The National Research Council and the Institute of Medicine are arms of the National Academy of Sciences, a private, congressionally chartered organization that advises the government on scientific and technical matters.


GE Papaya Scandal in Thailand

Thailand/Khon Kaen
July 27, 2004

Illegal GE seeds found in packages sold by Department of Agriculture

We warned the Thai government over a year ago not to play with genetically engineered (GE) papaya but they didn't listen. Although trials of the engineered food crop are banned, it seems they couldn't resist having a go themselves. Now they have left the whole country's papaya crop wide open to contamination.

Independent laboratory tests carried out in Hong Kong showed that packages of papaya seeds being sold by the Department of Agriculture's research station in the province of Khon Kaen contained GE seeds. We identified one of the fields at the research station as the source of the GE seeds. It turns out that the experimental field was only segregated from the other papaya by barbed wire and banana trees.

"This is potentially one of the worst cases of genetic contamination of a major food crop in Asia as this station is one of the largest suppliers of papaya seeds in the country," said Varoonvarn Svangsopakul, our GE campaigner in Southeast Asia. "This is the hard evidence we needed to prove that GE contamination has broken in Thailand."

Thai activists sealed off the GE papaya at the agricultural research station of the Department of Agriculture. Dressed in protective suits they removed the GE papaya fruit from the trees then secured them in hazardous material containers. They also demanded that the government complete this process and immediately destroy all papaya trees, fruit, seedlings, and seeds in the Khon Kaen research station to prevent further contamination.

"The purpose of the ban on field trials imposed in 2001 was to prevent GE contamination. But we now have proof that not only has this ban failed, but the Department of Agriculture itself has committed a crime that threatens an essential food with widespread contamination," said Svangsopakul.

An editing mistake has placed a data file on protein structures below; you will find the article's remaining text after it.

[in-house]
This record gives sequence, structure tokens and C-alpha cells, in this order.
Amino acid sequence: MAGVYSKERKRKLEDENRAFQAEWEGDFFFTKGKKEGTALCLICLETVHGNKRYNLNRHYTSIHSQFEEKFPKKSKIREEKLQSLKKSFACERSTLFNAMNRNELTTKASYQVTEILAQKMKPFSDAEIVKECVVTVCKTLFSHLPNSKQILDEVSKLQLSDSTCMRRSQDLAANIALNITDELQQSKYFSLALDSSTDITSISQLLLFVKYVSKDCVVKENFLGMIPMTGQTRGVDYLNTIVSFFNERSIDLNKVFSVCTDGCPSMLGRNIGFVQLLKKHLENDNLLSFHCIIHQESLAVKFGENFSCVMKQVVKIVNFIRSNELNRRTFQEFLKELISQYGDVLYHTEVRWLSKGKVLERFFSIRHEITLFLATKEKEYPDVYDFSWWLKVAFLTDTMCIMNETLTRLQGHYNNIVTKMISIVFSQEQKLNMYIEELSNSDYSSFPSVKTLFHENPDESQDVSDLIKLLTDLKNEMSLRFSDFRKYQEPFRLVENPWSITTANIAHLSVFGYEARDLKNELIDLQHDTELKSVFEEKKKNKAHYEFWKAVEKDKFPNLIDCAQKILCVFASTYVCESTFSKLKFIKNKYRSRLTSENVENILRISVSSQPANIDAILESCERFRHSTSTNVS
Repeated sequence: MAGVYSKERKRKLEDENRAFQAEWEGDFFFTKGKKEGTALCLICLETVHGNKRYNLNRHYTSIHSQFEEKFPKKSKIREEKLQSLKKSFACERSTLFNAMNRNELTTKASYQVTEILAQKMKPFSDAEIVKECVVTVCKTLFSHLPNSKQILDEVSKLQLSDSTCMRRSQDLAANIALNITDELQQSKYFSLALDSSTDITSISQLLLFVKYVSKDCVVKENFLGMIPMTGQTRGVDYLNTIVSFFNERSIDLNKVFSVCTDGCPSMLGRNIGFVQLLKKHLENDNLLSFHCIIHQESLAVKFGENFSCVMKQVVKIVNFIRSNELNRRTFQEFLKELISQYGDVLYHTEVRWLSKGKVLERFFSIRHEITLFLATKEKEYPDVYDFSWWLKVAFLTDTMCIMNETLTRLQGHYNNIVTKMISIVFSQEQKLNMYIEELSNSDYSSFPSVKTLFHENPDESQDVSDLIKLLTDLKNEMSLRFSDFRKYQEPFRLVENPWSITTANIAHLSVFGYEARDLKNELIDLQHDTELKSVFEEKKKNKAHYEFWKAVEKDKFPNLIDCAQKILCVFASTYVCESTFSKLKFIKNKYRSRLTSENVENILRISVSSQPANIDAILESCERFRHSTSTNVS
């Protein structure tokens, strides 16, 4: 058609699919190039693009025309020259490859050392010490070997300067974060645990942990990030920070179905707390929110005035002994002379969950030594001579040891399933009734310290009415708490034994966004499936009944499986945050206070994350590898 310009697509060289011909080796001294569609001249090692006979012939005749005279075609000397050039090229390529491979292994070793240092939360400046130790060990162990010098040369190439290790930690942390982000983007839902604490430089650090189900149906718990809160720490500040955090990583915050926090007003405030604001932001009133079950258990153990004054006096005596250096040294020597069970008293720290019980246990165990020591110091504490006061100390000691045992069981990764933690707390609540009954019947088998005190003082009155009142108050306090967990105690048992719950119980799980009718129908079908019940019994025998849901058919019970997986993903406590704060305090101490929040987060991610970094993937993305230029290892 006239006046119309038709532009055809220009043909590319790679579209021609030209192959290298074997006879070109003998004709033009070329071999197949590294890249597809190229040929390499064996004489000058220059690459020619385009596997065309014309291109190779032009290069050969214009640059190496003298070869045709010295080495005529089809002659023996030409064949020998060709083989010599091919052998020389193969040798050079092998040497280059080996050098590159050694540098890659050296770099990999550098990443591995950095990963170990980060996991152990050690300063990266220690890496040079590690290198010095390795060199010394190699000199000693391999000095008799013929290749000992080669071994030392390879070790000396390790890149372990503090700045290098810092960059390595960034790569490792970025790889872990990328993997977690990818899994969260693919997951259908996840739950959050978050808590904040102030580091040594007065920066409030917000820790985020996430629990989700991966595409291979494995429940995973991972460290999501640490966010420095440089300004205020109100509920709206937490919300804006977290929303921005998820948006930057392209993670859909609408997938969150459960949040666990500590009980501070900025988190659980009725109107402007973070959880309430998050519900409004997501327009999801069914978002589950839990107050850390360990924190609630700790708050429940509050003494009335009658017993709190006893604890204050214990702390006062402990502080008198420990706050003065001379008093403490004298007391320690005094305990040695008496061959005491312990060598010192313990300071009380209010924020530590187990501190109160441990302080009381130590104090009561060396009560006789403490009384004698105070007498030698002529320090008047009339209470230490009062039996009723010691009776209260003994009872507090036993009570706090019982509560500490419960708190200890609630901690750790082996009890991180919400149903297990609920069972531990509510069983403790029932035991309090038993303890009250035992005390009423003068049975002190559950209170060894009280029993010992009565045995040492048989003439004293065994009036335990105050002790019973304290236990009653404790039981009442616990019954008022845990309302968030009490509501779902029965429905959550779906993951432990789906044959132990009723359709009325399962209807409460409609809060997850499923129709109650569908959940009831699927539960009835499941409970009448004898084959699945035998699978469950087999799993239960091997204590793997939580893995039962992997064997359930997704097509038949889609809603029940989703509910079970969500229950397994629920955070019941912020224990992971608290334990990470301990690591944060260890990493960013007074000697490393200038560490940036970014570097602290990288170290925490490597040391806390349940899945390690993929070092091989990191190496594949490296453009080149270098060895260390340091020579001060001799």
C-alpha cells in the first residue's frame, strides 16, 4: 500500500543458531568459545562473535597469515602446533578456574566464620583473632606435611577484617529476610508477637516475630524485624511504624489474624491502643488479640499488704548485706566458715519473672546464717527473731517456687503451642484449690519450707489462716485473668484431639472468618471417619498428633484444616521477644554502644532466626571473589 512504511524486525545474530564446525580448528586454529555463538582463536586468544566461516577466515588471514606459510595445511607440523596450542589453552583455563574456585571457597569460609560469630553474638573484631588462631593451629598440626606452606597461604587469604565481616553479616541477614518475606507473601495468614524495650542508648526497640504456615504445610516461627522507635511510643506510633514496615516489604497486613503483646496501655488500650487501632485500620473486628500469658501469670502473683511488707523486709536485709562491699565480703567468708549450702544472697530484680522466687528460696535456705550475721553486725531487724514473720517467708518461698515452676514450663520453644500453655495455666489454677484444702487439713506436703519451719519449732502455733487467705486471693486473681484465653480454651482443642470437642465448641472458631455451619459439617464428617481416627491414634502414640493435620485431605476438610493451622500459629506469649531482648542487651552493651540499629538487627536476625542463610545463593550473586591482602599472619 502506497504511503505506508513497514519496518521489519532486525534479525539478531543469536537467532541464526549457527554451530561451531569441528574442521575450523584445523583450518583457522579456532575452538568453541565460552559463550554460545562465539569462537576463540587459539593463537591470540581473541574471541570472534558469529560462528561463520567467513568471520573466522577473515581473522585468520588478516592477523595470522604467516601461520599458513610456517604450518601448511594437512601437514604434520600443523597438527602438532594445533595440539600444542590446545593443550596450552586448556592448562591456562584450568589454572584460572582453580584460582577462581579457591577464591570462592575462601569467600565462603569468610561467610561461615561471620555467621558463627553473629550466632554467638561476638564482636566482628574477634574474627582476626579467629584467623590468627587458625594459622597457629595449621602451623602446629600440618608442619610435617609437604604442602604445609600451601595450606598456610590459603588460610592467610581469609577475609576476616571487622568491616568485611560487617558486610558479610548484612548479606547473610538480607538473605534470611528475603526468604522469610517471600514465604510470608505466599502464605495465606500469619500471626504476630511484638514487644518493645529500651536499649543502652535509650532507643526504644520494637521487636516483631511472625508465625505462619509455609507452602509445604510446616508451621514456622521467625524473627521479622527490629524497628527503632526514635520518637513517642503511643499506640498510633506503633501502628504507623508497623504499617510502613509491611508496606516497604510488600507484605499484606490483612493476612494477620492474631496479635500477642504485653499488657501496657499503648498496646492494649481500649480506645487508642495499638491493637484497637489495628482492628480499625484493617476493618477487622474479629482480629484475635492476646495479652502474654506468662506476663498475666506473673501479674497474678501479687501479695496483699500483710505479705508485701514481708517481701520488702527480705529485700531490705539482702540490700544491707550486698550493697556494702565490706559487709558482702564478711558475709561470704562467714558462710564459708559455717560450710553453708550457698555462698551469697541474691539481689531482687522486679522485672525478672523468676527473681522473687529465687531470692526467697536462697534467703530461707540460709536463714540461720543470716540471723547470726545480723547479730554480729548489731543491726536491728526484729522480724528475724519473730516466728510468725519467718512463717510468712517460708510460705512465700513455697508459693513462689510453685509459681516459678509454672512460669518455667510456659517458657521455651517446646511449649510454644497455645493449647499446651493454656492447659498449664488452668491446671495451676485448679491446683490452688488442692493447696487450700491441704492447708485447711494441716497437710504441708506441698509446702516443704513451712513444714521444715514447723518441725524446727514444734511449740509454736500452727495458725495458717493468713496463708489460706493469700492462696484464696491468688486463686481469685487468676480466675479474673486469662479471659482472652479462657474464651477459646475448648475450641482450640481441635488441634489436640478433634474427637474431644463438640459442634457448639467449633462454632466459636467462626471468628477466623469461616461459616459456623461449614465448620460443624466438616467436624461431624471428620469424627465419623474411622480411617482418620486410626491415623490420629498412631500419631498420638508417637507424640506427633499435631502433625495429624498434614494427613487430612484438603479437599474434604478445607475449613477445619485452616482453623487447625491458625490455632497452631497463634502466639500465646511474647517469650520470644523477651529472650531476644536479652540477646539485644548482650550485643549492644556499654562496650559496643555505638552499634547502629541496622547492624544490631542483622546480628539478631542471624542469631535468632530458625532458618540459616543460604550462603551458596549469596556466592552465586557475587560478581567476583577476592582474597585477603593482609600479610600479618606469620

Last year we warned the Thai public of the environmental and health risks posed by GE papaya and called on the government to stop all planting of the crop anywhere in the country. We also pointed to Hawaii as an example of GE papaya gone wrong.

When GE papaya was introduced into Hawaii the biotech industry said it as a 'solution' to the papaya ringspot virus problem. But instead it has caused serious environmental and economic problems for farmers. The selling price of GE papaya has fallen to 30-40 percent below production costs, and the price that farmers get for their GE papaya is 600 percent lower than the price for organic papaya.

The consequences of growing GE papaya in Thailand are feared to be even more serious than Hawaii. Not only is green papaya eaten as a daily staple food, it is also grown everywhere - in farmers' fields, schoolyards and gardens.

"We've been calling for an end to this genetic experiment on the grounds that genetically modified organisms (GMOs) are uncontrollable. There can no longer be any doubt that this is true. And the government must take action to stop this experiment now," said Jiragorn Gajaseni, Executive Director of Greenpeace Southeast Asia. "The government must act now to impose a total ban on GE field trials, including those in government restricted areas and experimental stations, and must launch an investigation into this environmental crime."